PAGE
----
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from the L.A. Times

Apple recalls 1st-generation iPod nano — remember those?

Nano

If you've managed to hold onto a first-generation iPod nano —the music player with a small screen, no video capability, and no touch screen -- congratulations, you are now eligible for a new one.

Earlier this month Apple issued a recall of first-generation iPod nanos sold between September 2005 and December 2006 because of the possibility that the battery may overheat.

"The issue has been traced to a single battery supplier that produced batteries with a manufacturing defect," the company writes in a statement.

Apple adds that although the possibility of an incident is rare, the chances of it happening increase as the battery ages.

And if you are unclear how to tell if your nano is a true first generation, Apple has tips on that too.

"It has black or white plastic on the front and a silver metal back -- later iPod nano models have a metal front and back," the company writes on its iPod nano (first generation) Replacement Program page.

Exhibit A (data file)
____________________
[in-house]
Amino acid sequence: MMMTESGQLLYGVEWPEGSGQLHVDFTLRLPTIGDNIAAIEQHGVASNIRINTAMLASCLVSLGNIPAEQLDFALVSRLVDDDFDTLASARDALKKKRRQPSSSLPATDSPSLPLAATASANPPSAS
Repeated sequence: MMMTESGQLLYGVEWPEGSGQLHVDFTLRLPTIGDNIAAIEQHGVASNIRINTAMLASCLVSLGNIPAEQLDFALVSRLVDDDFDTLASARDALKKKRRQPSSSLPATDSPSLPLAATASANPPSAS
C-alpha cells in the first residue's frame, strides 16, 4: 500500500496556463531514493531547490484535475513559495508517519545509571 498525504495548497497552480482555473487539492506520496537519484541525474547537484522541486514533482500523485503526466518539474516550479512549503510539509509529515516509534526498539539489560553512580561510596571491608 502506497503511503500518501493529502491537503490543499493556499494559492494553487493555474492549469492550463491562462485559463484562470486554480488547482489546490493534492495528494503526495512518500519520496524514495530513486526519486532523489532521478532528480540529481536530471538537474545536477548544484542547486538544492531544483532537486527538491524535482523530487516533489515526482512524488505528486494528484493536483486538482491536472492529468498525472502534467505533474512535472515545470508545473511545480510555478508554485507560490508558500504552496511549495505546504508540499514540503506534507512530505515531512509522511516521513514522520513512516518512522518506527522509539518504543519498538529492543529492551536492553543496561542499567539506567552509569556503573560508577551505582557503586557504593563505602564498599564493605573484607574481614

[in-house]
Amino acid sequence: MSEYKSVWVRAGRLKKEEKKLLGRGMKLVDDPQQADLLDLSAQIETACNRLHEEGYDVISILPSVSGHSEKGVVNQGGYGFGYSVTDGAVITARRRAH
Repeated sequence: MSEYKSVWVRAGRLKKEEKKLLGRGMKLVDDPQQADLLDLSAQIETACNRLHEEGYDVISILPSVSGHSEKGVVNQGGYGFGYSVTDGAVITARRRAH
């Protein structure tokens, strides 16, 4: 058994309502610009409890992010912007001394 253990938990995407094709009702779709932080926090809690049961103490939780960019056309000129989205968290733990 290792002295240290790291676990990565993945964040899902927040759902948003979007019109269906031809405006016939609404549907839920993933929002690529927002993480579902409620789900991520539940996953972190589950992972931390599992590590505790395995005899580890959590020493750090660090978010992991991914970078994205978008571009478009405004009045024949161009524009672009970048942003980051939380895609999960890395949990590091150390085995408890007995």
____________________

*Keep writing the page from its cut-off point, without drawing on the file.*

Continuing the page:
But we can't help but wonder, is anyone still using this thing?

If you are still using a first generation iPod nano, we applaud your temerity, and ability to not be swayed by the many advances Apple has made to its nano product in the six years since it first hit the market.

There have been six different iterations of the iPod nano since the product was released in 2005, changes that have seen the music player evolve from a slimmed down iPod to a metallic candy colored player to the current iteration that starts at $129 and is so small that Apple is now suggesting you wear it on your wrist like a watch.

Back when Apple introduced the iPod nano, the company trumpeted the device's "revolutionary" design -- it held 1,000 songs, yet it was thinner than a #2 pencil. In a vintage press release from the time, Steve Jobs declared, "The iPod nano is the biggest revolution since the original iPod. [It] is a full-featured iPod in an impossibly small size, and it’s going to change the rules for the entire portable music market.”

It's hard to believe that was just six years ago.

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-- Deborah Netburn

Image: In 2006, the iPod Nano was part of an exhibit called "Design Life Now: National Design Triennial 2006." Credit: Associated Press /Cooper-Hewitt, National Design Museum.

 
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